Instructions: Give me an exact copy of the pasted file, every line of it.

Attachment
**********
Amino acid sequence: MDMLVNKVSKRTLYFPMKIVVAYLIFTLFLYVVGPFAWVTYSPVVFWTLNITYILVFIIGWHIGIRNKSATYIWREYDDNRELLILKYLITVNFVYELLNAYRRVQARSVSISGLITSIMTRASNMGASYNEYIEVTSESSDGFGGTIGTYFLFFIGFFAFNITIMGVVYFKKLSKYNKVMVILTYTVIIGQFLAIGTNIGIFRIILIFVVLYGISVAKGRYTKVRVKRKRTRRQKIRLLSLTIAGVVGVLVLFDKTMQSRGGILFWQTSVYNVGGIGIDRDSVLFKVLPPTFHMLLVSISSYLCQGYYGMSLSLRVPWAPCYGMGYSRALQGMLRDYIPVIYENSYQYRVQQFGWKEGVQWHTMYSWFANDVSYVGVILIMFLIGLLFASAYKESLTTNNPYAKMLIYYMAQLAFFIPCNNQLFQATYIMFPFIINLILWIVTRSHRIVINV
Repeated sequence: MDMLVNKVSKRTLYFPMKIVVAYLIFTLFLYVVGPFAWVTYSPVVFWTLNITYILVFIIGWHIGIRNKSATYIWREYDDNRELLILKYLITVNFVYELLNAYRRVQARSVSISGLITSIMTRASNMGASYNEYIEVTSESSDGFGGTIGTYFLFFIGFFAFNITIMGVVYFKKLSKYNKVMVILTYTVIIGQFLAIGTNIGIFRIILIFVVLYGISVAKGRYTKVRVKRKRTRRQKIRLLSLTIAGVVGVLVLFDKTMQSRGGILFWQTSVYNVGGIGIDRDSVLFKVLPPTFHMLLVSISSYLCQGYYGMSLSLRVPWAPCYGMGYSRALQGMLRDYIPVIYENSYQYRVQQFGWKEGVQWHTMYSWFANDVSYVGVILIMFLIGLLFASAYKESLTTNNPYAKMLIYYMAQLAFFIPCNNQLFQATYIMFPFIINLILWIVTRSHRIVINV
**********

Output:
Amino acid sequence: MDMLVNKVSKRTLYFPMKIVVAYLIFTLFLYVVGPFAWVTYSPVVFWTLNITYILVFIIGWHIGIRNKSATYIWREYDDNRELLILKYLITVNFVYELLNAYRRVQARSVSISGLITSIMTRASNMGASYNEYIEVTSESSDGFGGTIGTYFLFFIGFFAFNITIMGVVYFKKLSKYNKVMVILTYTVIIGQFLAIGTNIGIFRIILIFVVLYGISVAKGRYTKVRVKRKRTRRQKIRLLSLTIAGVVGVLVLFDKTMQSRGGILFWQTSVYNVGGIGIDRDSVLFKVLPPTFHMLLVSISSYLCQGYYGMSLSLRVPWAPCYGMGYSRALQGMLRDYIPVIYENSYQYRVQQFGWKEGVQWHTMYSWFANDVSYVGVILIMFLIGLLFASAYKESLTTNNPYAKMLIYYMAQLAFFIPCNNQLFQATYIMFPFIINLILWIVTRSHRIVINV
Repeated sequence: MDMLVNKVSKRTLYFPMKIVVAYLIFTLFLYVVGPFAWVTYSPVVFWTLNITYILVFIIGWHIGIRNKSATYIWREYDDNRELLILKYLITVNFVYELLNAYRRVQARSVSISGLITSIMTRASNMGASYNEYIEVTSESSDGFGGTIGTYFLFFIGFFAFNITIMGVVYFKKLSKYNKVMVILTYTVIIGQFLAIGTNIGIFRIILIFVVLYGISVAKGRYTKVRVKRKRTRRQKIRLLSLTIAGVVGVLVLFDKTMQSRGGILFWQTSVYNVGGIGIDRDSVLFKVLPPTFHMLLVSISSYLCQGYYGMSLSLRVPWAPCYGMGYSRALQGMLRDYIPVIYENSYQYRVQQFGWKEGVQWHTMYSWFANDVSYVGVILIMFLIGLLFASAYKESLTTNNPYAKMLIYYMAQLAFFIPCNNQLFQATYIMFPFIINLILWIVTRSHRIVINV